Tuesday, September 13, 2016

Review - Hellboy and the B.P.R.D. 1954: Black Sun #1 (@DarkHorseComics)


"Size and smell don't matter. Last year I ran up against a kid's pet dog that mutated until it was the size of a small house."

Hellboy deals with the strange and extraordinary. His daily routine is anything but routine and it takes him to interesting places where he meets interesting characters. Hellboy and the B.P.R.D. 1954: Black Sun #1 from Dark Horse Comics takes him to the Arctic for some new people to meet. The issue is written by Mike Mignola and Chris Roberson, illustrated by Stephen Green and colored by Dave Stewart.

When an unknown creature attacks a research group on an Arctic expedition, Hellboy and the BPRD are sent to investigate. No longer the newbie, Hellboy thinks he can solve the mystery immediately, but what they find in the snow reveals something much bigger behind the beast.

Despite the fact that Hellboy has seen just about everything, Mignola and Roberson still manage to make the story in Hellboy and the B.P.R.D. 1954: Black Sun #1 worth reading. Traveling to the Arctic makes for an interesting change of scenery and the writing duo give Hellboy plenty of room to be Hellboy. The story offers a slow build-up to a pretty big reveal at the end that's something of a twist as well. In fact, Mignola and Roberson effectively offer up two stories by the end of the issue--both of which still maintain everything that's great about Hellboy. The dialogue is entertaining throughout and offers some levity for what would otherwise be some pretty dire situations.

Green does a pretty fantastic job with the artwork, emphasizing a youthful Hellboy with a lot of harsh lines and sharp edges. It's an interesting approach taken by Green in illustrating Hellboy with a sort of slumped and worn appearance that emphasizes the intense experiences he's been privy to. The scientists in the issue also all sport varying levels grizzledness reflective of the creature(s) stalking them. The panels are presented quite cleanly and leaving the gutters empty provides atmospheric context that fits with the Arctic narrative. Stewart's colors are a great fit and add to the moodiness of the area, primarily with Hellboy's sharp red standing in sharp contrast to the blue skies of the Arctic night.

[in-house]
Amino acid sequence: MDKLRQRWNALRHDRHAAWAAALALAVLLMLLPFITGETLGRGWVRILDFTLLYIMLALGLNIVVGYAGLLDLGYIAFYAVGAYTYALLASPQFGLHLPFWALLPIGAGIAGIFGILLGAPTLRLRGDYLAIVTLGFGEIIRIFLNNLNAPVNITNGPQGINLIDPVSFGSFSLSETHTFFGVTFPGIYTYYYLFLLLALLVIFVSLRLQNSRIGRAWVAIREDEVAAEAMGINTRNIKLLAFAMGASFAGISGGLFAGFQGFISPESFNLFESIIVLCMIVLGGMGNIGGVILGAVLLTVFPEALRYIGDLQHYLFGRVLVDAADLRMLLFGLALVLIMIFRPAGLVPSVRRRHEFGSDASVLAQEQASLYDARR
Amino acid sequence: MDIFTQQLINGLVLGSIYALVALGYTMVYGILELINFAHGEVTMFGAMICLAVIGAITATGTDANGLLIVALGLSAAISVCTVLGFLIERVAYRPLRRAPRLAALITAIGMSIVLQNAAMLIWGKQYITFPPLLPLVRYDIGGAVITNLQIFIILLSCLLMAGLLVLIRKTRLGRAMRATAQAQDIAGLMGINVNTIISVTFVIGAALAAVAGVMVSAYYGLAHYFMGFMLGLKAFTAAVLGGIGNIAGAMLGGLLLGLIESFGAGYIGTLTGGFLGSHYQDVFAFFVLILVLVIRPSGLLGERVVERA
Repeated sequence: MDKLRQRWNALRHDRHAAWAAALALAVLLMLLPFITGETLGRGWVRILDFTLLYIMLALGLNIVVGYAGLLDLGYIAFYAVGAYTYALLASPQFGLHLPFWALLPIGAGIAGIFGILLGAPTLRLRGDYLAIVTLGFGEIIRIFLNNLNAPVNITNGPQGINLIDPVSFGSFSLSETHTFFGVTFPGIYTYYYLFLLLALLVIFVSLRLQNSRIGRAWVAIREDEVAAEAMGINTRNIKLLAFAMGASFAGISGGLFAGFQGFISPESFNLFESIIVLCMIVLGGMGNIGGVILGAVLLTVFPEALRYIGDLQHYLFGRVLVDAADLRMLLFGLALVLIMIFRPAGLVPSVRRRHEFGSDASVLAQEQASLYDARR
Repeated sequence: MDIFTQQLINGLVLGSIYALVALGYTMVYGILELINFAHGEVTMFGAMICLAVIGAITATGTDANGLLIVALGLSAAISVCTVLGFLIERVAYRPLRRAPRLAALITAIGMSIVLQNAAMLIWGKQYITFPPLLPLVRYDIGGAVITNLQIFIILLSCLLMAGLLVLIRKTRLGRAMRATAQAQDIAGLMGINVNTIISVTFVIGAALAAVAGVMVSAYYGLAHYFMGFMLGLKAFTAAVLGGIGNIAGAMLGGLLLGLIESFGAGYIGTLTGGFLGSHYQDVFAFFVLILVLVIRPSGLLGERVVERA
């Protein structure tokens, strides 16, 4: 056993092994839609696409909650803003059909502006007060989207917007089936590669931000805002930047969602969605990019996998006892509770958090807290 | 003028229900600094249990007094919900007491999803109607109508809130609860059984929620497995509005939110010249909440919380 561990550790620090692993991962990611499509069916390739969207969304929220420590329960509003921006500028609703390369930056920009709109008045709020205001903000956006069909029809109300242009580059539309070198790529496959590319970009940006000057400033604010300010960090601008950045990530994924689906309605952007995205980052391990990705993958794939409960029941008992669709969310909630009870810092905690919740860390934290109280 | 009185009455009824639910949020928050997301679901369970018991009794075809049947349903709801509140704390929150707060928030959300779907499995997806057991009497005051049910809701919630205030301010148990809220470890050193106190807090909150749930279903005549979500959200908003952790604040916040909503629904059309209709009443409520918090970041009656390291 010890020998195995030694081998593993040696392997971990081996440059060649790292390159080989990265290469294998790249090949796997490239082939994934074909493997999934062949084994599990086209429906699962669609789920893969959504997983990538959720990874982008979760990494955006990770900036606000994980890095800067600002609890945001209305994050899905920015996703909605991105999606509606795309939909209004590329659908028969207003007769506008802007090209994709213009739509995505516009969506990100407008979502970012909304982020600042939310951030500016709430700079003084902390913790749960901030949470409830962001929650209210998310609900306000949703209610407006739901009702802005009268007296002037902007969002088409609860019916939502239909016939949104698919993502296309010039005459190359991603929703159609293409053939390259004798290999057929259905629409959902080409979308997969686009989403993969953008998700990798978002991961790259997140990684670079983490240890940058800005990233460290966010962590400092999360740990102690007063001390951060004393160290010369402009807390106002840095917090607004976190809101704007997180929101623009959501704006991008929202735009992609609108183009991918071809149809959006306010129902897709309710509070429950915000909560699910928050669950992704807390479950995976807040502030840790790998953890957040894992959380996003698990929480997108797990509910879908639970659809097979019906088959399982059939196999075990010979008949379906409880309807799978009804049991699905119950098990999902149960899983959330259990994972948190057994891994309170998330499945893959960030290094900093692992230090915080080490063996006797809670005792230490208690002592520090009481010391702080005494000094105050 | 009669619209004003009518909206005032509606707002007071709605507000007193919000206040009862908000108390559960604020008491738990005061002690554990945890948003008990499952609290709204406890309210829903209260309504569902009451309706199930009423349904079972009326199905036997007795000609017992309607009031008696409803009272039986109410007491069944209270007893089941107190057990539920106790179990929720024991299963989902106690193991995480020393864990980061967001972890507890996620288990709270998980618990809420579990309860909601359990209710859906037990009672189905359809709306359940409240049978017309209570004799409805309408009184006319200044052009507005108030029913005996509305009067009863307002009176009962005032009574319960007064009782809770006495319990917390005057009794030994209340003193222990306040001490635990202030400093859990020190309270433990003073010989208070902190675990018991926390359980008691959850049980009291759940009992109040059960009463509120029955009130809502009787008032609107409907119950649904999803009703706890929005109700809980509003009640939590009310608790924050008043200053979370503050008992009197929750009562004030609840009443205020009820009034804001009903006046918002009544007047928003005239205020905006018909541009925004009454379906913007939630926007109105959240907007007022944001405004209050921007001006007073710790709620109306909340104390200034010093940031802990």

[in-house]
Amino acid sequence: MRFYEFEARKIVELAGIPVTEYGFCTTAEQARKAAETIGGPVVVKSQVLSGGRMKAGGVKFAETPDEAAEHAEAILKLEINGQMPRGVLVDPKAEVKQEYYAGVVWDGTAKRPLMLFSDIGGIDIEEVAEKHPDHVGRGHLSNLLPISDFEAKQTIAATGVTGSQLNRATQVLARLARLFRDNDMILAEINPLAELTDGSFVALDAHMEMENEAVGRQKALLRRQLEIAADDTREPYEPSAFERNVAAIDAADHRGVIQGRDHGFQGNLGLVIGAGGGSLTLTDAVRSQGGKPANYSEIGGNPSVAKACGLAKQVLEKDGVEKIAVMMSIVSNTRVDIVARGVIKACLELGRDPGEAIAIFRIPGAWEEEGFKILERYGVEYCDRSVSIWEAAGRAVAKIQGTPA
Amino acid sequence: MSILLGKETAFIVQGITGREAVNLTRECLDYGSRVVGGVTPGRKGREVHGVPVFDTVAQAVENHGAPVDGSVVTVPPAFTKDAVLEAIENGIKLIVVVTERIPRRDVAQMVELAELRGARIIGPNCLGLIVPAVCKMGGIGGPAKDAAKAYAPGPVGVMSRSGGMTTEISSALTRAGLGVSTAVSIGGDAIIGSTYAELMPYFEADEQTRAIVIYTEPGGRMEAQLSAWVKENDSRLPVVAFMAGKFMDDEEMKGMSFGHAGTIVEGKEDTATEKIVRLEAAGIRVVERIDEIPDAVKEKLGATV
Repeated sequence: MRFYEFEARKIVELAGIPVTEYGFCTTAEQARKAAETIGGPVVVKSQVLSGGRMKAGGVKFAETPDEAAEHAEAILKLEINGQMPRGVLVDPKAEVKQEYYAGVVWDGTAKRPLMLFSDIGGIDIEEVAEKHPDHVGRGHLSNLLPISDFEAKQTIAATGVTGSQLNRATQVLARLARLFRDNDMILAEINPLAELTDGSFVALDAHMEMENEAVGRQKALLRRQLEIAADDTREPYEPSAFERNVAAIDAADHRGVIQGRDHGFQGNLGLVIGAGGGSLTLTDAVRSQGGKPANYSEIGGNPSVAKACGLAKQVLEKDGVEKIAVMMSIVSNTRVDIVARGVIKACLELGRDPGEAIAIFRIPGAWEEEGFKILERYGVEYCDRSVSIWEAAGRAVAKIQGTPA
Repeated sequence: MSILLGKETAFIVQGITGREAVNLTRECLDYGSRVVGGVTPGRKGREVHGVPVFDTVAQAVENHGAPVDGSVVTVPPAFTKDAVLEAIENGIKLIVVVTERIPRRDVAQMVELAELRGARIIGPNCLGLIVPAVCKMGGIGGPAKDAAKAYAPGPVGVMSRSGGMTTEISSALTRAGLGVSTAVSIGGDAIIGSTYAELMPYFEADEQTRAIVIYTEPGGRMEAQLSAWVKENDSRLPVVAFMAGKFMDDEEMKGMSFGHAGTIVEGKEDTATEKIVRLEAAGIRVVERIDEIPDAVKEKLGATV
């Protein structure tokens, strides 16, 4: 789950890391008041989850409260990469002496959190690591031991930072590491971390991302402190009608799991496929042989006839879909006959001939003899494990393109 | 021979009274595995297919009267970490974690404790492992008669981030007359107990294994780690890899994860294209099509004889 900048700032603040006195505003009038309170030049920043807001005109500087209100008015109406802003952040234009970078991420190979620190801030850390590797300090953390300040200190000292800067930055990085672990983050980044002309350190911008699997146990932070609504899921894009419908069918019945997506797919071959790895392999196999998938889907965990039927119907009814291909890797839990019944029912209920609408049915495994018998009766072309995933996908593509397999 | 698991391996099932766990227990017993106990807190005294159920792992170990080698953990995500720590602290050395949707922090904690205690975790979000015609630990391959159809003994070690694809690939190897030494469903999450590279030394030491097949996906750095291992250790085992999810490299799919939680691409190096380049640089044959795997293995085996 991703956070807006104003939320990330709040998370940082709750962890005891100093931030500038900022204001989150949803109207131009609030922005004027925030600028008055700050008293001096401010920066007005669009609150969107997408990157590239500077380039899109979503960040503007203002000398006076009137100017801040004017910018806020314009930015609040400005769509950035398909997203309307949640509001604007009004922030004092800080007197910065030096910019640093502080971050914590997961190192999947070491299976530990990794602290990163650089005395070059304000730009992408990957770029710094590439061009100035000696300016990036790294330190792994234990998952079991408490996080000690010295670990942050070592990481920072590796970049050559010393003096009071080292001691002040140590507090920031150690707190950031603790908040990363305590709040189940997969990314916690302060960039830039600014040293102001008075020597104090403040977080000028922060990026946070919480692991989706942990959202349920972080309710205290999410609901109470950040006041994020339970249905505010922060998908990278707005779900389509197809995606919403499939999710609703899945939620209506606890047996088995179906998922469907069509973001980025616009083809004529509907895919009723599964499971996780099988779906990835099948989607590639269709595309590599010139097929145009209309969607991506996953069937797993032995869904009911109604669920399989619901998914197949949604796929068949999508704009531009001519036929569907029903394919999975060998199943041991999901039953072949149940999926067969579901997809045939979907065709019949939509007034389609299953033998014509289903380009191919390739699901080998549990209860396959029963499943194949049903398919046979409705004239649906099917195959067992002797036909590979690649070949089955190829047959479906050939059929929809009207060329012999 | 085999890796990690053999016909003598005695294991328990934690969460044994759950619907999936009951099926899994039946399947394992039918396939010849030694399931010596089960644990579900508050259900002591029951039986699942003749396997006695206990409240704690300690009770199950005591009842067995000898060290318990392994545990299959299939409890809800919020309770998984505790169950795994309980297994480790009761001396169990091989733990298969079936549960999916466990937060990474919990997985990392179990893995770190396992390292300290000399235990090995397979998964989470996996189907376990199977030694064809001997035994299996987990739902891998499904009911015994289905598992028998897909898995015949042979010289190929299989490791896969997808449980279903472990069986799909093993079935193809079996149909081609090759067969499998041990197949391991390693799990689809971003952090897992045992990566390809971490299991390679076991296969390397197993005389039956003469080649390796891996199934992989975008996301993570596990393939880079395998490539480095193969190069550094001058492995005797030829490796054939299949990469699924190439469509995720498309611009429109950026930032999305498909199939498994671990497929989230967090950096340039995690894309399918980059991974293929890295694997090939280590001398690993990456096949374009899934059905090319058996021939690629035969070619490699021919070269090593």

Hellboy and the B.P.R.D. 1954: Black Sun #1 is a pretty fun first issue that sets up a couple of arcs. Hellboy is squaring off against something paranormal again, but that's just another day in the life for the character. Mignola and Roberson's script is paced well and sets things up cleanly, offering multiple levels of intrigue. Green's illustrations fit with the Hellboy aesthetic and effectively capture the desolation of the Arctic. Hellboy and the B.P.R.D. 1954: Black Sun #1 hits all the right notes and offers a pretty entertaining read as far as a first issue goes.

Hellboy and the B.P.R.D. 1954: Black Sun #1 is in stores September 21.

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